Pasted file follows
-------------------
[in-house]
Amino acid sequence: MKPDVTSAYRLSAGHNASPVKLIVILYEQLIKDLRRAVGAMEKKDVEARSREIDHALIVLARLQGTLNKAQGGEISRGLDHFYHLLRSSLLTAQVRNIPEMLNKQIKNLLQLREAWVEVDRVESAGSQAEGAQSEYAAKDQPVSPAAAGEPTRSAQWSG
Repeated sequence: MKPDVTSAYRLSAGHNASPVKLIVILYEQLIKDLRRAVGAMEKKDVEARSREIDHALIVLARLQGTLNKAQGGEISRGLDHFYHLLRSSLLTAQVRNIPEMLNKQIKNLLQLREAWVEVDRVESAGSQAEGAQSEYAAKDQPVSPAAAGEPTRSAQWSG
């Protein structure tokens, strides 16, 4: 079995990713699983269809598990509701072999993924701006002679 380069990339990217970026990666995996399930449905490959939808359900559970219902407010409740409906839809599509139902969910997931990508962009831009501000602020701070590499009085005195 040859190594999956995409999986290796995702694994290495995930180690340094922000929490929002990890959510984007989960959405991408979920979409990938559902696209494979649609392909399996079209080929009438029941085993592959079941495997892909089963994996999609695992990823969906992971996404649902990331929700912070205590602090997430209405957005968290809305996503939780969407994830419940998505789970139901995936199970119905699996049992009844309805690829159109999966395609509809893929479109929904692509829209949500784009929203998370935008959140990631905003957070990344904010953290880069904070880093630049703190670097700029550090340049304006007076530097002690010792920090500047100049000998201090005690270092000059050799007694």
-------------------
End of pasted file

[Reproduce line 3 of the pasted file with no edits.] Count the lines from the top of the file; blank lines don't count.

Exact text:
Repeated sequence: MKPDVTSAYRLSAGHNASPVKLIVILYEQLIKDLRRAVGAMEKKDVEARSREIDHALIVLARLQGTLNKAQGGEISRGLDHFYHLLRSSLLTAQVRNIPEMLNKQIKNLLQLREAWVEVDRVESAGSQAEGAQSEYAAKDQPVSPAAAGEPTRSAQWSG